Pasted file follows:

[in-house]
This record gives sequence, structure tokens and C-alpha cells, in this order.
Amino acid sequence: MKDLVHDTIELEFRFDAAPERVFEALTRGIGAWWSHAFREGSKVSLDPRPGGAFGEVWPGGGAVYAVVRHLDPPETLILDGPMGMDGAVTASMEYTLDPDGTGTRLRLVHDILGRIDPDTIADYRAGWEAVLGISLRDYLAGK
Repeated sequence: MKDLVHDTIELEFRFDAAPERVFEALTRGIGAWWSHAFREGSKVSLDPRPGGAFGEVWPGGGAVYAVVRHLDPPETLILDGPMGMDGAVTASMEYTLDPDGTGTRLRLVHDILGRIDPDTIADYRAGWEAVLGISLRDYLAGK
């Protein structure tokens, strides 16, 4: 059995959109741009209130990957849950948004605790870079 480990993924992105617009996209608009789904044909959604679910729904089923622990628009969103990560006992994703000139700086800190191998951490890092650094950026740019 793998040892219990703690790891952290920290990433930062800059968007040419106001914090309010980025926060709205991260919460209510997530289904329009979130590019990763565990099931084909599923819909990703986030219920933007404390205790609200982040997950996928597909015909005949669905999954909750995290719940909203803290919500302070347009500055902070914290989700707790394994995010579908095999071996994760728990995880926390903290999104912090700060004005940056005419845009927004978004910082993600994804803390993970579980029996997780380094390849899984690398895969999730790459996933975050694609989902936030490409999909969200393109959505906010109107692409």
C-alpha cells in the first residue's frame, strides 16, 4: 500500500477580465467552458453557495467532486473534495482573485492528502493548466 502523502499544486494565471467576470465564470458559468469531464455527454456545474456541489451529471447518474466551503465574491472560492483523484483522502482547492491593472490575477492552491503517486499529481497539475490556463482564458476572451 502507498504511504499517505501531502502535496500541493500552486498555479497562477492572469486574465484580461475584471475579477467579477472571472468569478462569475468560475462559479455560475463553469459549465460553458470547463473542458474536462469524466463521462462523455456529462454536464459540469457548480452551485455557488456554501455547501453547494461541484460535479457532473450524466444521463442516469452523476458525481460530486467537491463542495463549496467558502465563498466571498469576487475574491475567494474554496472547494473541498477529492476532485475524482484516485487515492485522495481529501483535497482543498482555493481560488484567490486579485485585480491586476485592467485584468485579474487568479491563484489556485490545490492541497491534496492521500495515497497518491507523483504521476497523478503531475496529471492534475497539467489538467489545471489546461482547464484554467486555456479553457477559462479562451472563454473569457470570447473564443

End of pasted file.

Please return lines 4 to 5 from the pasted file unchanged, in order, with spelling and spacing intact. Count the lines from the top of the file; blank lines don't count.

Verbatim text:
Repeated sequence: MKDLVHDTIELEFRFDAAPERVFEALTRGIGAWWSHAFREGSKVSLDPRPGGAFGEVWPGGGAVYAVVRHLDPPETLILDGPMGMDGAVTASMEYTLDPDGTGTRLRLVHDILGRIDPDTIADYRAGWEAVLGISLRDYLAGK
């Protein structure tokens, strides 16, 4: 059995959109741009209130990957849950948004605790870079 480990993924992105617009996209608009789904044909959604679910729904089923622990628009969103990560006992994703000139700086800190191998951490890092650094950026740019 793998040892219990703690790891952290920290990433930062800059968007040419106001914090309010980025926060709205991260919460209510997530289904329009979130590019990763565990099931084909599923819909990703986030219920933007404390205790609200982040997950996928597909015909005949669905999954909750995290719940909203803290919500302070347009500055902070914290989700707790394994995010579908095999071996994760728990995880926390903290999104912090700060004005940056005419845009927004978004910082993600994804803390993970579980029996997780380094390849899984690398895969999730790459996933975050694609989902936030490409999909969200393109959505906010109107692409």